Invitación Seminario Dr. Diego Oyarzún Jerez

Seminarios del Departamento de Ciencias Químicas 
Invita a la comunidad universitaria a la charla titulada
Anodic nanostructures: 
Synthesis, characterization and applications
Dr. Diego Oyarzún Jerez 
Centro de Nanociencias Aplicadas (CENAP)
Facultad de Ciencias Exactas, UNAB
The present work gives an overview of the highlights of research on synthesis, characterization and applications of ordered oxide structures (nanotube layers, hexagonal pore arrangements, nanospheres) that are formed by self-organizing anodization of metals. Mainly we address to anodizing of titanium and copper, addition evaluate some factors that lead to the spectacular self-ordering during the growth of anodic oxides that finally yield morphologies such as highly ordered TiO2 nanotube arrays and some similar structures Cu2O nanoporous layers.

Invitación Seminario Dr. Jorge Martinez

Seminarios del Departamento de Ciencias Químicas 
Invita a la comunidad universitaria a la charla titulada
Catalytic activity in ethylene polymerization processes understood through the local hyper-softness  

Dr. Jorge Martínez
Departamento de Ciencias Químicas (DCQ), UNAB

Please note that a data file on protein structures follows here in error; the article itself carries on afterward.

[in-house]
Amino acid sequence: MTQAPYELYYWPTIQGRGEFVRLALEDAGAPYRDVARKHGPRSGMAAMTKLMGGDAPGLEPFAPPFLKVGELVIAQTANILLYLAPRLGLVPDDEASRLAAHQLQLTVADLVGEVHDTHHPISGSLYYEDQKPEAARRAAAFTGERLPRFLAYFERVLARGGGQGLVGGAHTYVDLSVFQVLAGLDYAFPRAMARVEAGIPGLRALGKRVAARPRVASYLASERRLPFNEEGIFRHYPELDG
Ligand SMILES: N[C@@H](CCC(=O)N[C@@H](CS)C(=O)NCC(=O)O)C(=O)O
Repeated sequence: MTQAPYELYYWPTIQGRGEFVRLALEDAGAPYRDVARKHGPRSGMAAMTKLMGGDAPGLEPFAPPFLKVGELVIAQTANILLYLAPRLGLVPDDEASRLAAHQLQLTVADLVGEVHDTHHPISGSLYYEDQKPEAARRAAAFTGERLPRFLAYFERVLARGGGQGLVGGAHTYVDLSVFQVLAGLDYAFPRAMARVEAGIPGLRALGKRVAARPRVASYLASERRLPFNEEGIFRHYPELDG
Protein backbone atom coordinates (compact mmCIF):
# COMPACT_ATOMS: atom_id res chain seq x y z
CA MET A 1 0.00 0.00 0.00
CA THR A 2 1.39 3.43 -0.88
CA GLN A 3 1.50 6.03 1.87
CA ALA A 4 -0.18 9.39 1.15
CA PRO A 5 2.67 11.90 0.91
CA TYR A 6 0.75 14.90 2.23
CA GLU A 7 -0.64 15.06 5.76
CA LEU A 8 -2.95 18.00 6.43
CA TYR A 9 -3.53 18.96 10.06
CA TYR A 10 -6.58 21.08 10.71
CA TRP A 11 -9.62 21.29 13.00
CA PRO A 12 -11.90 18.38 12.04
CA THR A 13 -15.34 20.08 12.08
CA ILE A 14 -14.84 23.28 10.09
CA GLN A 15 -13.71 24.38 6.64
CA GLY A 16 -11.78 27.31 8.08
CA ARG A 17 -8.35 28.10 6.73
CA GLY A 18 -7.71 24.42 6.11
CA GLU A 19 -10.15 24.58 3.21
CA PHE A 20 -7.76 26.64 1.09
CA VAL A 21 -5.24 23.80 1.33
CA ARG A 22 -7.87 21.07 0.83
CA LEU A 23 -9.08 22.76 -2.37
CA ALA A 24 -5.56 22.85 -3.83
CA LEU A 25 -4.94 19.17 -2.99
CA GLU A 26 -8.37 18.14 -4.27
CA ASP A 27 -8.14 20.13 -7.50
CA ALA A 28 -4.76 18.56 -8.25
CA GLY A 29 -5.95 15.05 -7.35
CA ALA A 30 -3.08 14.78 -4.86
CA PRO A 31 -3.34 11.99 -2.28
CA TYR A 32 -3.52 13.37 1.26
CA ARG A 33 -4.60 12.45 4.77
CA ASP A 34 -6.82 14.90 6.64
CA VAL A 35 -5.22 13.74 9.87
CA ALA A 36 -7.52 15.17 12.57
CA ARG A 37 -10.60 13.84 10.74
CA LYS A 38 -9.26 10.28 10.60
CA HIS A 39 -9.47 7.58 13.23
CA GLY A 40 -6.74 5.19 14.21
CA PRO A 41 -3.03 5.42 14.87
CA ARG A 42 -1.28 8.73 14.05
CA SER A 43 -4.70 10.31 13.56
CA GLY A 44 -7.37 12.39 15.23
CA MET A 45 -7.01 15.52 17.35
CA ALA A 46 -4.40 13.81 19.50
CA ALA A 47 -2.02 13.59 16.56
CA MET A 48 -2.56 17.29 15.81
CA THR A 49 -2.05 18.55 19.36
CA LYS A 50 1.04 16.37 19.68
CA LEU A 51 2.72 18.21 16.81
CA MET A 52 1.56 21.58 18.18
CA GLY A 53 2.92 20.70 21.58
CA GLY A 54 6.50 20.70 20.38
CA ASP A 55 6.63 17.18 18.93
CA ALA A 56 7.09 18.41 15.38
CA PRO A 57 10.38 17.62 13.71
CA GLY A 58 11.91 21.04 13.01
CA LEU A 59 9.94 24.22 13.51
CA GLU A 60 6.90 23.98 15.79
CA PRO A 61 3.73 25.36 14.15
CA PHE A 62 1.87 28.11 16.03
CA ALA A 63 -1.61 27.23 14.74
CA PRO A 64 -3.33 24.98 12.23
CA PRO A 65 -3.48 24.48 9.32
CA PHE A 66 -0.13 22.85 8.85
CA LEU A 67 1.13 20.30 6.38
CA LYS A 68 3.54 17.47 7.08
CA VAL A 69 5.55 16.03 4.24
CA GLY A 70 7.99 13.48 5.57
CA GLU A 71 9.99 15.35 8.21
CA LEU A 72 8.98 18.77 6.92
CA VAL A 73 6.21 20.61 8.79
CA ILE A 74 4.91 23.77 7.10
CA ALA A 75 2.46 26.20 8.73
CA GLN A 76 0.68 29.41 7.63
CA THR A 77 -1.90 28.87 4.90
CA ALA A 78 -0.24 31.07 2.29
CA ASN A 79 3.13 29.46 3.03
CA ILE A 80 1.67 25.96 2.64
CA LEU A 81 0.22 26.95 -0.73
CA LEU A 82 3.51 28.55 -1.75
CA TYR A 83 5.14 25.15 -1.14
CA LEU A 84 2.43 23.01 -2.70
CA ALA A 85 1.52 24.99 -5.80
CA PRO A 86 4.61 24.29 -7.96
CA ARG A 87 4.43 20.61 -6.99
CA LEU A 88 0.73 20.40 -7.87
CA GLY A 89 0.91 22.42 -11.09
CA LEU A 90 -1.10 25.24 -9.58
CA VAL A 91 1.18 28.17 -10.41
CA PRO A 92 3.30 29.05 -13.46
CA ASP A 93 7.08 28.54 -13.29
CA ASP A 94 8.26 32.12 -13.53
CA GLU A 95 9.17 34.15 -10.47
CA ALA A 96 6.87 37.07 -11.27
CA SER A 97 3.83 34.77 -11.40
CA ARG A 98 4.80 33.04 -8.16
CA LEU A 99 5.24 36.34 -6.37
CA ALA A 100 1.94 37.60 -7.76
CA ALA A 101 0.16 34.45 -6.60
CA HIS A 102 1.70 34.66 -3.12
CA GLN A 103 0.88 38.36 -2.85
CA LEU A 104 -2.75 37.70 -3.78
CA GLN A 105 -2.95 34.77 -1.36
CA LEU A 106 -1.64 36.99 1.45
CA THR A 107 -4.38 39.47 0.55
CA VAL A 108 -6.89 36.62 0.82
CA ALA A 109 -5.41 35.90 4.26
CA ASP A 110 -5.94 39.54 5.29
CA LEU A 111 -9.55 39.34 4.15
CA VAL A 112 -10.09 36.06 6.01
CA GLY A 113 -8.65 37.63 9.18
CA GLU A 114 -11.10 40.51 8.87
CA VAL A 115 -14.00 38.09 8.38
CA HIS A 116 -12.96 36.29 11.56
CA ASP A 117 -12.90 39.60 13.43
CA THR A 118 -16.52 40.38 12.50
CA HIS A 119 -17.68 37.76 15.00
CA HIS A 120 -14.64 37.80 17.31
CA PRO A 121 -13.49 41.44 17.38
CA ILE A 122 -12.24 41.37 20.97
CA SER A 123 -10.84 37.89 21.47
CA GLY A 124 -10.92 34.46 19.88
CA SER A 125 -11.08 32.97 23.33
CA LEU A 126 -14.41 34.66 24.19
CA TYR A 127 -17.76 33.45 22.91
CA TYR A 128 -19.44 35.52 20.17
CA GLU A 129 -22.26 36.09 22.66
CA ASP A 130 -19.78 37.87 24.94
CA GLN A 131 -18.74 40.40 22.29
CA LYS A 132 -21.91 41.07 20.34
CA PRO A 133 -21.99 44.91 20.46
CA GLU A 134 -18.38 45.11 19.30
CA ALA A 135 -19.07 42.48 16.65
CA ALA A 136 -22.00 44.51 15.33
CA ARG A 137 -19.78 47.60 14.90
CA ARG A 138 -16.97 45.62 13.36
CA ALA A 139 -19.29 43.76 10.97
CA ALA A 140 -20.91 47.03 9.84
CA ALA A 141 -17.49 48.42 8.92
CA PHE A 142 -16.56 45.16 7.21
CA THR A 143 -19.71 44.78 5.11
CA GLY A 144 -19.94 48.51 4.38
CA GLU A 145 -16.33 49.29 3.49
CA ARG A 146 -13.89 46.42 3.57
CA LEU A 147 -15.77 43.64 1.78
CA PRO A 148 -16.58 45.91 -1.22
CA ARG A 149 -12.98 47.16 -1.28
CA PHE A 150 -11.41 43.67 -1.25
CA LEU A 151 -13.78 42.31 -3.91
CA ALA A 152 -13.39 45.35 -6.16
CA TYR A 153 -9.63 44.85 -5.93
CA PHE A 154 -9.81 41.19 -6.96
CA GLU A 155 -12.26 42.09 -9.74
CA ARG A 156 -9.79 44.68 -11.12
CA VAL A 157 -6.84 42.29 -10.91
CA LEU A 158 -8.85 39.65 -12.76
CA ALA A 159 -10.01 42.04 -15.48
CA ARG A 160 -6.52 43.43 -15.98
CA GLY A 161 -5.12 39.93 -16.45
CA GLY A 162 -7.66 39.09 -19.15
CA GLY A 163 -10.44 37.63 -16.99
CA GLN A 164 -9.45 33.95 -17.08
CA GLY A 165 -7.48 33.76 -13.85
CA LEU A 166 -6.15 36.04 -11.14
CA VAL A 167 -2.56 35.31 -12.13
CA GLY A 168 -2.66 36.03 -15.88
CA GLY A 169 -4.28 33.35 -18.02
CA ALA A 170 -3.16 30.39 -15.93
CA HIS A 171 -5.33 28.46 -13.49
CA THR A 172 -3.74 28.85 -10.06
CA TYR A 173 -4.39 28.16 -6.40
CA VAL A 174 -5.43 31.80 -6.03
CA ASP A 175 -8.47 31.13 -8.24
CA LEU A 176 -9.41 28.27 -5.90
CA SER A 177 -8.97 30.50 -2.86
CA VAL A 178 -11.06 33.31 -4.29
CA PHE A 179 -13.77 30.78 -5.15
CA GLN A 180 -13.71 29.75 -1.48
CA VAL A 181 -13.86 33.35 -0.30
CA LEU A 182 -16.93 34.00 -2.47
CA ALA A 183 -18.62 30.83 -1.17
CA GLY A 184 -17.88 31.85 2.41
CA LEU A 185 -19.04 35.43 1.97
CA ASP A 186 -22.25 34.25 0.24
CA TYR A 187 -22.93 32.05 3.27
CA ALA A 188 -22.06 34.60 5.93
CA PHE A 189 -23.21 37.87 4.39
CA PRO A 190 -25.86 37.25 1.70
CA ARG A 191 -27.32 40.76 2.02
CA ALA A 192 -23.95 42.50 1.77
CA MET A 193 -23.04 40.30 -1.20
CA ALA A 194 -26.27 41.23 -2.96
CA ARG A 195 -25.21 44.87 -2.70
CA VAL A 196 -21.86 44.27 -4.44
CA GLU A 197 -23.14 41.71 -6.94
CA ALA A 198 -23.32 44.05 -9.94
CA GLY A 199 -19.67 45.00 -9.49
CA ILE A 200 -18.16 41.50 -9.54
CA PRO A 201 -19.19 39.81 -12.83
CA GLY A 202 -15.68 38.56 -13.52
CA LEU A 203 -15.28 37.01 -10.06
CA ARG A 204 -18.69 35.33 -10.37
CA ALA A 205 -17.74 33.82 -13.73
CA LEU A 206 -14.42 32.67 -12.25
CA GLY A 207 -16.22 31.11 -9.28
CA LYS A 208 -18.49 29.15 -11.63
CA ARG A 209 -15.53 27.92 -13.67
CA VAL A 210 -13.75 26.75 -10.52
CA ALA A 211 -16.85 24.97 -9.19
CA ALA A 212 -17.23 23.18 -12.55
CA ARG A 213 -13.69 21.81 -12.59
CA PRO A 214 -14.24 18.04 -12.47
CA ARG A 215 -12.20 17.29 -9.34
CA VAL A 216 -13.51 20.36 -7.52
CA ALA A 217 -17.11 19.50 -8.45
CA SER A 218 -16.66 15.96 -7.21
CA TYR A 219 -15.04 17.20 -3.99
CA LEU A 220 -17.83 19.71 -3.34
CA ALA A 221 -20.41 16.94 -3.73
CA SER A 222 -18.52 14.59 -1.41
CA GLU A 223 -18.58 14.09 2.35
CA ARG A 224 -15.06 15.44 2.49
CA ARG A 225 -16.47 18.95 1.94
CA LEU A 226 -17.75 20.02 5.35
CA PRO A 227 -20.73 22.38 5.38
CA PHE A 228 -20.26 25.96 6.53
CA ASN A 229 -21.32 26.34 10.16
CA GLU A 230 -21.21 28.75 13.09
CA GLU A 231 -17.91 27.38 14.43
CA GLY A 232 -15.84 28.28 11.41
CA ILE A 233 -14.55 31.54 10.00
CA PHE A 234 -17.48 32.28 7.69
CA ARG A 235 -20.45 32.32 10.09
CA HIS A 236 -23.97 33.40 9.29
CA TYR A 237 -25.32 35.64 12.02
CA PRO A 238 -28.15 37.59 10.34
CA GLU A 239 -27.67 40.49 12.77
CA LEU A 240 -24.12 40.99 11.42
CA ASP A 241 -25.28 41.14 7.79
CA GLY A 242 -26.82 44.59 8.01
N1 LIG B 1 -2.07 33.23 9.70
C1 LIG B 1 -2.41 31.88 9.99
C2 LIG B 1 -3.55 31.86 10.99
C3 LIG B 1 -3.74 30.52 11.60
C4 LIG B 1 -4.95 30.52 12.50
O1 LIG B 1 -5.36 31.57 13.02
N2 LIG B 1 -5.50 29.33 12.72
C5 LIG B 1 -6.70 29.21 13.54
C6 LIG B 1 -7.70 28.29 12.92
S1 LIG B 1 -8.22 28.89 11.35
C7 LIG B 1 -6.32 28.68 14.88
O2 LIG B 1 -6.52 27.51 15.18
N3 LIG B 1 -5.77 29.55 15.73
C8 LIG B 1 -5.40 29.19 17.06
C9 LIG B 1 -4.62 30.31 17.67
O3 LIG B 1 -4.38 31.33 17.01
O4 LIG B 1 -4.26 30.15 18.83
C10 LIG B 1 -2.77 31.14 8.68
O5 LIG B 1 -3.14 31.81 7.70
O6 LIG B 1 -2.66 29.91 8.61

Metallocene cations of group IV B have allowed an increase of plastic market since 1977 when Walter Kaminsky discovered the use of these organometallic compounds in this field.  Besides, the mechanism proposed by Cossee and Arlman has helped to understand the entire process of ethylene polymerization catalyzed by these organometallic compounds and the same mechanism is used as a guide to understand the catalytic effect exerted by new catalysts that have been used in similar polymerization reactions like cationic complexes based on iron coordinated to ligands of type bis(imino)pyridine. A pure experimental parameter that characterizes these organometallic compounds within the polymerization context is the so called catalytic activity that measures the mass of polyethylene produced per unit of gram or mol of catalyst, per unit of temperature and per unit of pressure of monomer. Values of catalytic activity are usually explained in terms of steric hindrance induced by the respective catalyst, however electronic effects exerted by substituent groups attached on the catalyst are often explained in terms of net electric charges localized on the catalytic sites of the catalyst. This talk will expose that local hyper-softness is a theoretical parameter that has demonstrated to be more suitable to rationalize the aforementioned electronic effects rather than the net electric charges. In consequence there is a link between catalytic activity and local hyper-softnesss that would lead to a more rational computational design of new catalysts.